15. Semper Gumby says:

    Fulco One Eye* and Mario Bird: Never give up, never surrender.

    * What a great username. To paraphrase Capt. Renault: I like to think you were a pirate, it’s the romantic in me.

    teomatteo: Freeedooom!

    Charivari Rob: The Cleveland Wild Things had potential. Other team names could be: Horde, Clan or the Widowmakers.

    This brings to mind the Great City-State Pizza War:

    And… apparently someone at the U.S. Army Military History Center is having a slow day and chimes in with several “Special Designations”: the 1032nd Transportation Company (Virginia) is known as the Hillbilly Express, the 7th Cavalry Regiment as Garryowen (Irish folk song*), and the 31st Infantry Regiment as the Polar Bears (in 1918 the 31st was transferred from tropical Manila to Siberia for the Russian Civil War).

    We are the boys who take delight in
    Smashing the Limerick lights when lightning;
    Through the streets like spotters fighting
    And clearing all before us.

    We’ll break windows, we’ll break down doors
    The watch knock down by three and fours;
    Then let the doctors work their cures,
    And tinker up our bruises

  16. Venerator Sti Lot says:

    Semper Gumby,

    You reject “the Tennessee Castrati”, but now you’ve got me wndering what a production of Damn Yankees would be like with counter-tenors…

  17. Semper Gumby says:

    Venerator Sti Lot: Yikes *chuckle*. I’ll stick with the Three Tenors.

    Even better, the Three Tenors announcing a minor league game.

    Every strike results in the Depths of Despair and a booming Lamentation against the Cruel and Fickle Mistress of Fate- accompanied by handkerchiefs vigorously mopping foreheads. Every home run results in a bleacher-rattling bombastic aria blessing the mighty slugger, the home crowd and the hot dog vendor unto the seventh generation, and enthrones the batting coach on Mt. Olympus. The opposing team, of course, would tremble and shake like flea-infested dogs, and fear Ragnarok (“the cataclysmic destruction of the Cosmos and everything in it”) is nigh. Now that’s baseball.

  18. Venerator Sti Lot says:

    I just encountered someone discussing, e.g., Plain Dealer attention to the fact that The Cleveland Guardians is already the name of a roller derby team, quoting the paper that “A spokesman for the Indians said Monday that the team could not comment on trademark issues or on any dealings with the roller derby Guardians at this time.

    “The Cleveland Guardians roller derby team did not respond to requests for comment.”

    The writer attending to this matter noted that Louis Sockalexis, ‘The Deerfoot of the Diamond’, played outfield for 3 seasons for the Cleveland Spiders, making him the first American Indian to play in the major leagues, and that in 1915, the Cleveland baseball team decided to become the Indians in his honor – until, 106 years later, the current management decided to withdraw the honor.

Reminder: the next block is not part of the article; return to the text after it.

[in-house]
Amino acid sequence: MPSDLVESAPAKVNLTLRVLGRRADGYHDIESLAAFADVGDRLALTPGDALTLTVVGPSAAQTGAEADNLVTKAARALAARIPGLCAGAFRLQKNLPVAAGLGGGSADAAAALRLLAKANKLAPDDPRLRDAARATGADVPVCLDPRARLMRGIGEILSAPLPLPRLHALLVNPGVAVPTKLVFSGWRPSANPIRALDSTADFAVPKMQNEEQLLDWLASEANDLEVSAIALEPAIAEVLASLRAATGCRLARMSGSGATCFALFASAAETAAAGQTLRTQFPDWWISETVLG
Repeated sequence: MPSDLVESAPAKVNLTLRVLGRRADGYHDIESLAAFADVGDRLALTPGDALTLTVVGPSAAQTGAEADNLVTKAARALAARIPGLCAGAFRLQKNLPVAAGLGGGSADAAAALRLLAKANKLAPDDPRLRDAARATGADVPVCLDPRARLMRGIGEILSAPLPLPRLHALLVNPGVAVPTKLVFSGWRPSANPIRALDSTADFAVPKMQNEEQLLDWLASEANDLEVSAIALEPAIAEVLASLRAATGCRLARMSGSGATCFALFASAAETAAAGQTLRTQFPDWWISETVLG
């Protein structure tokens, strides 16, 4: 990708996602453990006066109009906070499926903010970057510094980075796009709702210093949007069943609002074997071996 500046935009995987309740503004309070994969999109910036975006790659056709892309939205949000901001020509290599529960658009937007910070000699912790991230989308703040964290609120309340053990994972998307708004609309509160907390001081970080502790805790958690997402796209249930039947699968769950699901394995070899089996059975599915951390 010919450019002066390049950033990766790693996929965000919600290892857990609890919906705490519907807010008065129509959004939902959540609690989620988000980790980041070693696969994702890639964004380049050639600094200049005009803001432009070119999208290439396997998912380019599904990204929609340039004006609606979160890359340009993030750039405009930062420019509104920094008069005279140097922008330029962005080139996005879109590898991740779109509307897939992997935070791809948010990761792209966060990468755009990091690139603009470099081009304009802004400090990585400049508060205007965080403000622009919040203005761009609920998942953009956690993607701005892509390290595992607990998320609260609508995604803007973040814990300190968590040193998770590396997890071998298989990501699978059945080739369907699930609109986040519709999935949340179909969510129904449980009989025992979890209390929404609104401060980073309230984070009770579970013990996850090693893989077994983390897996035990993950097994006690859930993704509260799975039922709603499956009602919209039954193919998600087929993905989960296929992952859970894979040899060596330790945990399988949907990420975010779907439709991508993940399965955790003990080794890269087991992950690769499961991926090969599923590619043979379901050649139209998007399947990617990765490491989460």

19. Semper Gumby says:

    Venerator Sti Lot: Moses J. Yellow Horse was no slouch as a ballplayer either. And typical of today’s Maoists- running wildly through the streets lynching the Four Olds- trampling on yet another non-white person. Leftists, not content with merely being Maoists, are also Nazis. Some of them, by the looks of their mugshots, are also Aliens.

    Anyway, if the roller derby refuses to share “Guardians” then Cleveland could go with “Indigenous.” But that’s probably racist. Or maybe sexist. No, wait, it’s ableist. Hmm…ackshually it’s anti-Dentite.

  20. IaninEngland says:

    It is sad, not to mention cringeworthy, that a sports team should feel it necessary to kowtow to political correctness like this.
    The irony of such anti-racialist virtue signalling is that they *feel* they can only counter this improperly percieved “racism” by obliterating the reference to the perceived victim. In and of itself, this is a racist act.
    Lenin’s “useful idiots”, I suppose.

  21. Venerator Sti Lot says:

    Semper Gumby,

    Speaking of Moseses, the online Encyclopedia of Cleveland History ‘Cleaveland, Moses’ article says, “When the party arrived at Buffalo Creek, N.Y., Cleaveland met in treaty with Red Jacket, Joseph Brant, Farmer’s Brother, and other Iroquois chiefs, and with gifts and persuasion convinced them their land had already been ceded through Gen. Anthony Wayne’s Treaty of Greenville. Although they had not signed the treaty, the Indians relinquished their claim to the land to the CUYAHOGA RIVER. At the mouth of Conneaut Creek, the party on 27 June 1796 negotiated with the MASSASAGOES tribe, who challenged their claim to their country. Cleaveland described his agreement with the Six Nations, promised not to disturb their people, and gave them trinkets, wampum, and whiskey in exchange for safety to explore to the Cuyahoga River.”

    In light of the reception by “Red Jacket, Joseph Brant, Farmer’s Brother, and other Iroquois chiefs” of the Treaty of Greenville, and the reception by the Massagoes tribe of that Six Nations reception, perhaps the Cleveland ‘Reception Theorists’ might be a good name.

  22. Semper Gumby says:

    Venerator Sti Lot: “Cleveland Reception Theorists” is a good one. That historical period is interesting. Of the Six Nations you mentioned, I think during the War for Independence four sided with the King and two with the Americans. Then there is Fr. Junipero Serra and the Spanish Missions, St. Kateri Tekakwitha and the North American Martyrs. And it’s worth mentioning again that the last Crow war chief was Joe Medicine Crow, who completed the four tasks required of a war chief… in Europe against the National Socialists during WW II.

    Here’s a bit of history about the Six Nations and the “Oneida Carry”:

    “The Oneida Carry was the English name for the portage path between the Mohawk River and Wood Creek. The carry was a part of the major water route between New York City and Canada. It was between one to six miles in length depending on the season of the year.

    “The Six Nations had used it long before any Europeans moved into the area. The carry took on new importance for the Six Nations as they became involved in fur trade. Furs were brought south to trade with the Dutch and English, and northeast to trade with the French.”

    IaninEngland: Good point.